Anti-tracking techniques from browsers can be misused for tracking, Apple warns – according to a tip from Google.
Apple has improved the anti-tracking technology integrated in the Safari browser. Any type of tracking prevention carries the risk of being misused for tracking, if websites can discover the different handling of web content and URLs by the browser, as Apple’s WebKitTeam said.
Improved Tracking Protection In iOS 13.3
To prevent this from happening, Safari should now make it more difficult, if not impossible, for websites to recognize the differences in the handling of content and website data required for tracking protection. The new version of Apple’s Intelligent Tracking Prevention (ITP) is part of Safari in iOS 13.3, iPadOS 13.3 and Safari 13.0.4 for macOS.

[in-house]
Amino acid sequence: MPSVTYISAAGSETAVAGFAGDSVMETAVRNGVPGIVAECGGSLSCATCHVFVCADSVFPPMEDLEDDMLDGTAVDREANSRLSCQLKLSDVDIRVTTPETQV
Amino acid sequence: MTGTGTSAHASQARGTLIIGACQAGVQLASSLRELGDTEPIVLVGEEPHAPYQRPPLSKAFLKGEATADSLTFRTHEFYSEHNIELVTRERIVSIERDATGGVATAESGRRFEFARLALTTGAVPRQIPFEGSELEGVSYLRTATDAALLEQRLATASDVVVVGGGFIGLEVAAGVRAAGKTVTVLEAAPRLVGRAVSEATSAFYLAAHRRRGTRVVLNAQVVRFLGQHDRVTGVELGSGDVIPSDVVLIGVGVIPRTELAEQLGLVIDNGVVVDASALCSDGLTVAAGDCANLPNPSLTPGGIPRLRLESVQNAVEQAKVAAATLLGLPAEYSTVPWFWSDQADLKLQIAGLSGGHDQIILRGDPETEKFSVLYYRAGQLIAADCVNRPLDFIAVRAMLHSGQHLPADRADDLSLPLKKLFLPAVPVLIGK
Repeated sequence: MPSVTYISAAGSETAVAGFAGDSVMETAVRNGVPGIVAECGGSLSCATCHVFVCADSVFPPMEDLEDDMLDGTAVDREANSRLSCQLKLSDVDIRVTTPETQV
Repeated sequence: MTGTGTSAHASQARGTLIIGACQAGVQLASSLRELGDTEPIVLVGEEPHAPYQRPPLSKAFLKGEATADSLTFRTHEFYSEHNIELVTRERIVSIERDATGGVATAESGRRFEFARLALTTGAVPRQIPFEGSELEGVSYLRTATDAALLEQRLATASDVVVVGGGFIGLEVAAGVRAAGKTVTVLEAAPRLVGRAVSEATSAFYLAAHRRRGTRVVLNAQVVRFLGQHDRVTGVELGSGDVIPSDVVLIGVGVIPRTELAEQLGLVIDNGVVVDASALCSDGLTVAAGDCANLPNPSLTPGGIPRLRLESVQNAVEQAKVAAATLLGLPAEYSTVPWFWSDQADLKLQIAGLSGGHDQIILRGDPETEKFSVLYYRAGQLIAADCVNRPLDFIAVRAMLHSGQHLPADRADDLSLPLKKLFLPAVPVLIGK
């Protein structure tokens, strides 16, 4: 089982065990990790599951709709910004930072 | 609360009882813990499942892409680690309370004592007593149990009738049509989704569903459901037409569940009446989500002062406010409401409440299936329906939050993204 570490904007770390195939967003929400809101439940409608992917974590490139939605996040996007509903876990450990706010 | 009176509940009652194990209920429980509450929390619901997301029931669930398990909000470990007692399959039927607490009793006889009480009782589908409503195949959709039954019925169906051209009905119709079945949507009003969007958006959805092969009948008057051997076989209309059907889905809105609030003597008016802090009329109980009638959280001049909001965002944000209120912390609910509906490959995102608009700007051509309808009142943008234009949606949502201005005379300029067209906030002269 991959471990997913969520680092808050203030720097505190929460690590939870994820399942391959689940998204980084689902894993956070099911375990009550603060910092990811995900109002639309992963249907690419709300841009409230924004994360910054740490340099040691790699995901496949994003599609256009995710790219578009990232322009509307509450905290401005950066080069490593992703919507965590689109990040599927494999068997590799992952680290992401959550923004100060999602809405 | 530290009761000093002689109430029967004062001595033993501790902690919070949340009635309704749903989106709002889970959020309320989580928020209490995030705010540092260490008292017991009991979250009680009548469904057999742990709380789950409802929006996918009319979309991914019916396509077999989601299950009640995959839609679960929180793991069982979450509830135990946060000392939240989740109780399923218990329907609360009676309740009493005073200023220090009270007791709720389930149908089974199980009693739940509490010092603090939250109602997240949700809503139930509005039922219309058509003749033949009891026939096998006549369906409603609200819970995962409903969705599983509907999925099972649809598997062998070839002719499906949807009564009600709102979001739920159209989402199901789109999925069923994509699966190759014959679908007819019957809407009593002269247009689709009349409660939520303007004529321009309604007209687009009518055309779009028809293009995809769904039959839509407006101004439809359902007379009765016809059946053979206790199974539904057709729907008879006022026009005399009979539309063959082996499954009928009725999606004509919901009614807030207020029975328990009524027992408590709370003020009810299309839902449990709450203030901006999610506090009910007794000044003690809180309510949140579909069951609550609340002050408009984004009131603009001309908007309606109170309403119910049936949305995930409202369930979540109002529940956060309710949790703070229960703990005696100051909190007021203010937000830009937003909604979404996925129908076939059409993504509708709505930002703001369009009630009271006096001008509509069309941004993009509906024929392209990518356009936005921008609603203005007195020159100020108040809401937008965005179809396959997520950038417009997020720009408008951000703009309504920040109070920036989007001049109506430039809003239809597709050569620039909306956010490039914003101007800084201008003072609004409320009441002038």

The adjustment was made to a note from Google, as the WebKit team emphasizes: Google has researched how the different handling of web content can be recognized by anti-tracking technology and which “bad things” are possible as a result. Google’s report is not public, notes WebKit developer John Wilander.
One of the innovations of the ITP is that Safari now blocks all cookies from third-party domains as long as the user has not yet interacted with the website accessed. In addition, referrers for cross-page requests are now generally shortened to their original domain instead of transmitting the full path, according to the WebKit blog. Safaris cookie requirements should now also apply to the Storage Access API.